2014-10-18 Polynesian Astronomy: Cultural Astronomy!

View of the islands of Hawai’I taken by the crew aboard space shuttle Discovery in 1988. Courtesy NASA.
View of the islands of Hawai’i taken by the crew aboard space shuttle Discovery in 1988. Courtesy NASA.

Saturday 18 October, 6 to 7:45pm
Polynesian Astronomy: A Cultural Astronomy Event!
Of calendars and kings: gods, temples, the Pleiades, and social upheaval in ancient Hawai‘i

Hear from one of the world’s experts on cultural astronomy, Professor Emeritus Clive Ruggles, from Leicester University who has just returned from Hawaii where he has explored the astronomical significance of the polynesian culture. Then look through telescopes and find out about Australian Aboriginal astronomy in the planetarium with our local Aboriginal astronomers. Entry includes a glass of wine, cheese and biscuits. Pre-bookings and payment required. 
Cost: $18 adult, $14 conc. (seniors and students); Members $16 adult, $12 conc. 


Abstract from Professor Ruggles:
Astronomy occupied a prominent place within religious practices, navigation, and calendrical traditions in the Hawaiian Islands, as it did throughout ancient Polynesia. Uniquely in Hawai‘i, though, Polynesian chiefdoms became transformed into archaic states during the centuries following the end of long-distance voyaging. Archaeoastronomy, the study of beliefs and practices relating to the sky, is relevant to understanding the social, political and ideological factors that contrived to bring this about. In this talk I will describe my fieldwork with archaeologist Patrick V. Kirch studying the orientations of temple platforms and their connections with astronomy, the calendar, and dryland agriculture, and I will present some of our ideas of how these were linked to the emergence of “god-king” cults in the final centuries preceding the arrival of the Europeans.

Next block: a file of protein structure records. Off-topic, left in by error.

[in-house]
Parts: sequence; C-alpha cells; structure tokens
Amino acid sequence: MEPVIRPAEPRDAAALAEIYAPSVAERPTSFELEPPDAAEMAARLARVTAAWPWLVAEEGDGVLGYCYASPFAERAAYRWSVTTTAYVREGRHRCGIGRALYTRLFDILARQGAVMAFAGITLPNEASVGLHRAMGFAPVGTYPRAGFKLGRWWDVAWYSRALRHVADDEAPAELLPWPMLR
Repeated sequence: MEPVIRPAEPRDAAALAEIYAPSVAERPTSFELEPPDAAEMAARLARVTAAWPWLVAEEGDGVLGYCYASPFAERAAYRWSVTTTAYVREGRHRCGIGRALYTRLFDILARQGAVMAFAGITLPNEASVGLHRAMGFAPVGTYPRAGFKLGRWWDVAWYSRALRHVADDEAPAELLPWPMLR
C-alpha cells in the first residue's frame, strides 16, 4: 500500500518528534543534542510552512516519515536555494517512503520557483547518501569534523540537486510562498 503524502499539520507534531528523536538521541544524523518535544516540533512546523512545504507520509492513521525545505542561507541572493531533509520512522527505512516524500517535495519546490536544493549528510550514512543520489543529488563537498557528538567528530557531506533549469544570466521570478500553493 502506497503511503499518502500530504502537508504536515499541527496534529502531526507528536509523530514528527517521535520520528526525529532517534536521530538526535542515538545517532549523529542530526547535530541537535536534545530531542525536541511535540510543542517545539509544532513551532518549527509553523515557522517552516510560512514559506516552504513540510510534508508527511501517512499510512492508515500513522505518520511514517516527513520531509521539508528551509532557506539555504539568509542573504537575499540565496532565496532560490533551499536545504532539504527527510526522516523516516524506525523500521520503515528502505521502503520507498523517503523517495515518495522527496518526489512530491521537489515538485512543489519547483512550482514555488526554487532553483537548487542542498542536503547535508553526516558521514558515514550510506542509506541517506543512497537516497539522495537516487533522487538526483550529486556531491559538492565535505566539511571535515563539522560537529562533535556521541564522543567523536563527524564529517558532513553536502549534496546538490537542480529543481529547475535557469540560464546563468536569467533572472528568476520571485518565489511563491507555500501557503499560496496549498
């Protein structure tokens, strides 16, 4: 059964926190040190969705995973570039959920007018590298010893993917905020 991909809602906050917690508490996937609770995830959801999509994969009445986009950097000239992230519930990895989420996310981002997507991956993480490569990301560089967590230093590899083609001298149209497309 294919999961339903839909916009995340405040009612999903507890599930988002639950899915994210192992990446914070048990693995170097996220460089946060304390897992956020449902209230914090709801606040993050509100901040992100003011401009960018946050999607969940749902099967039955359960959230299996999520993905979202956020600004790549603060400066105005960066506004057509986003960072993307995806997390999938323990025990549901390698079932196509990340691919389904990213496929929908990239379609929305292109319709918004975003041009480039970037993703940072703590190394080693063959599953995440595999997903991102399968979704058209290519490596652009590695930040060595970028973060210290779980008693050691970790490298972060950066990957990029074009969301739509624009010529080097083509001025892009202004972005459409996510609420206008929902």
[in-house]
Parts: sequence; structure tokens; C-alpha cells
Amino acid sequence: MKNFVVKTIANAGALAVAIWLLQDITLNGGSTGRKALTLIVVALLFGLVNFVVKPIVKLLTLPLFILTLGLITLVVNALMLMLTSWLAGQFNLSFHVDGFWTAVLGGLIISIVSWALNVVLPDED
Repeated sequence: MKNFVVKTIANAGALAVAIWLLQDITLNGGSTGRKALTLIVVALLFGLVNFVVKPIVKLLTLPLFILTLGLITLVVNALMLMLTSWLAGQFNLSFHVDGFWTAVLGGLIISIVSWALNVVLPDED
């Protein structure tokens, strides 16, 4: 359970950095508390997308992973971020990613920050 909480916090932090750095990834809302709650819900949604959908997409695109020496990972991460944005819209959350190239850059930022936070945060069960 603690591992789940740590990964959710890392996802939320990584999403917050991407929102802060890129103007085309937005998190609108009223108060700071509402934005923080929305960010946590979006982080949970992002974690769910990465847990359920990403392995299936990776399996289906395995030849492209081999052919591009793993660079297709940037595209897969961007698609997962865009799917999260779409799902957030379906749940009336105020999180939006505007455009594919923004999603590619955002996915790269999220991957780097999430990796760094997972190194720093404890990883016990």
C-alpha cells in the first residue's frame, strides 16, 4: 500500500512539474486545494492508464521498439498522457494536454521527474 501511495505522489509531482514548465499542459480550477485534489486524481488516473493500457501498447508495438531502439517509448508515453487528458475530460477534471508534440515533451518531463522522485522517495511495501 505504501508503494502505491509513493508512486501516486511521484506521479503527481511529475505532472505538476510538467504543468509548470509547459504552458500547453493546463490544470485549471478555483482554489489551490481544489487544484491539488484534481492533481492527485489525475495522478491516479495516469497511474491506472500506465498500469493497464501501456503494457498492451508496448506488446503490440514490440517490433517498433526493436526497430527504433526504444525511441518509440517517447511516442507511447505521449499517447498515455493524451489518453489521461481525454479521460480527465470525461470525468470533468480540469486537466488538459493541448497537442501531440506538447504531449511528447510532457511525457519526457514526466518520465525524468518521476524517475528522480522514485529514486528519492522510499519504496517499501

Cive Ruggles
Clive Ruggles surveying a complete Kahikinui temple site of typical L-shaped form in the middle of a lava flow in Hawai’i.